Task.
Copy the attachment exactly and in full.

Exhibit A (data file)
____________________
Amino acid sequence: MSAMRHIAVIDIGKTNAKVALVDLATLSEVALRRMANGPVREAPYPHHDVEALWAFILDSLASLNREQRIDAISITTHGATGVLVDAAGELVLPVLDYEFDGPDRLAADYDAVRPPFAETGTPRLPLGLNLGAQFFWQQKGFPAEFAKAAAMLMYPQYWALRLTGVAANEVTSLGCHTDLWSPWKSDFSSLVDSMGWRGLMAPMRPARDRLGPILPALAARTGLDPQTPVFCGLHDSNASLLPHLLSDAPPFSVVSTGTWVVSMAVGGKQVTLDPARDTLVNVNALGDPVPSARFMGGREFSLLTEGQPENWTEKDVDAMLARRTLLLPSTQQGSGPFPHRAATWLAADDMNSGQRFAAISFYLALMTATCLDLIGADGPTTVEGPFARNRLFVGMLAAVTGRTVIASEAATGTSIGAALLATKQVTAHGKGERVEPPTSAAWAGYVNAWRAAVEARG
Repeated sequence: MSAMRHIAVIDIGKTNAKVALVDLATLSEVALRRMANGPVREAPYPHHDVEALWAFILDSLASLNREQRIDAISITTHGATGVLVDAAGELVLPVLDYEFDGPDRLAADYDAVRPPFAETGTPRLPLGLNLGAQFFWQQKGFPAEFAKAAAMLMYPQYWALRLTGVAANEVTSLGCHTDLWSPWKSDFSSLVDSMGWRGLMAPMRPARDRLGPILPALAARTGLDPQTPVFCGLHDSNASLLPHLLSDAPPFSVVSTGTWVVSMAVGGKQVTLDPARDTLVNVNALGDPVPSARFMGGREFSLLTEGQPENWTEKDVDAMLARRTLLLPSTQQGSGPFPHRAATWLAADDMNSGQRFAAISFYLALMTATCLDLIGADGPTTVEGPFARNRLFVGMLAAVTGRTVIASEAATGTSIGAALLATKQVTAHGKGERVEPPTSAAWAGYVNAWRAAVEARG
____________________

Amino acid sequence: MSAMRHIAVIDIGKTNAKVALVDLATLSEVALRRMANGPVREAPYPHHDVEALWAFILDSLASLNREQRIDAISITTHGATGVLVDAAGELVLPVLDYEFDGPDRLAADYDAVRPPFAETGTPRLPLGLNLGAQFFWQQKGFPAEFAKAAAMLMYPQYWALRLTGVAANEVTSLGCHTDLWSPWKSDFSSLVDSMGWRGLMAPMRPARDRLGPILPALAARTGLDPQTPVFCGLHDSNASLLPHLLSDAPPFSVVSTGTWVVSMAVGGKQVTLDPARDTLVNVNALGDPVPSARFMGGREFSLLTEGQPENWTEKDVDAMLARRTLLLPSTQQGSGPFPHRAATWLAADDMNSGQRFAAISFYLALMTATCLDLIGADGPTTVEGPFARNRLFVGMLAAVTGRTVIASEAATGTSIGAALLATKQVTAHGKGERVEPPTSAAWAGYVNAWRAAVEARG
Repeated sequence: MSAMRHIAVIDIGKTNAKVALVDLATLSEVALRRMANGPVREAPYPHHDVEALWAFILDSLASLNREQRIDAISITTHGATGVLVDAAGELVLPVLDYEFDGPDRLAADYDAVRPPFAETGTPRLPLGLNLGAQFFWQQKGFPAEFAKAAAMLMYPQYWALRLTGVAANEVTSLGCHTDLWSPWKSDFSSLVDSMGWRGLMAPMRPARDRLGPILPALAARTGLDPQTPVFCGLHDSNASLLPHLLSDAPPFSVVSTGTWVVSMAVGGKQVTLDPARDTLVNVNALGDPVPSARFMGGREFSLLTEGQPENWTEKDVDAMLARRTLLLPSTQQGSGPFPHRAATWLAADDMNSGQRFAAISFYLALMTATCLDLIGADGPTTVEGPFARNRLFVGMLAAVTGRTVIASEAATGTSIGAALLATKQVTAHGKGERVEPPTSAAWAGYVNAWRAAVEARG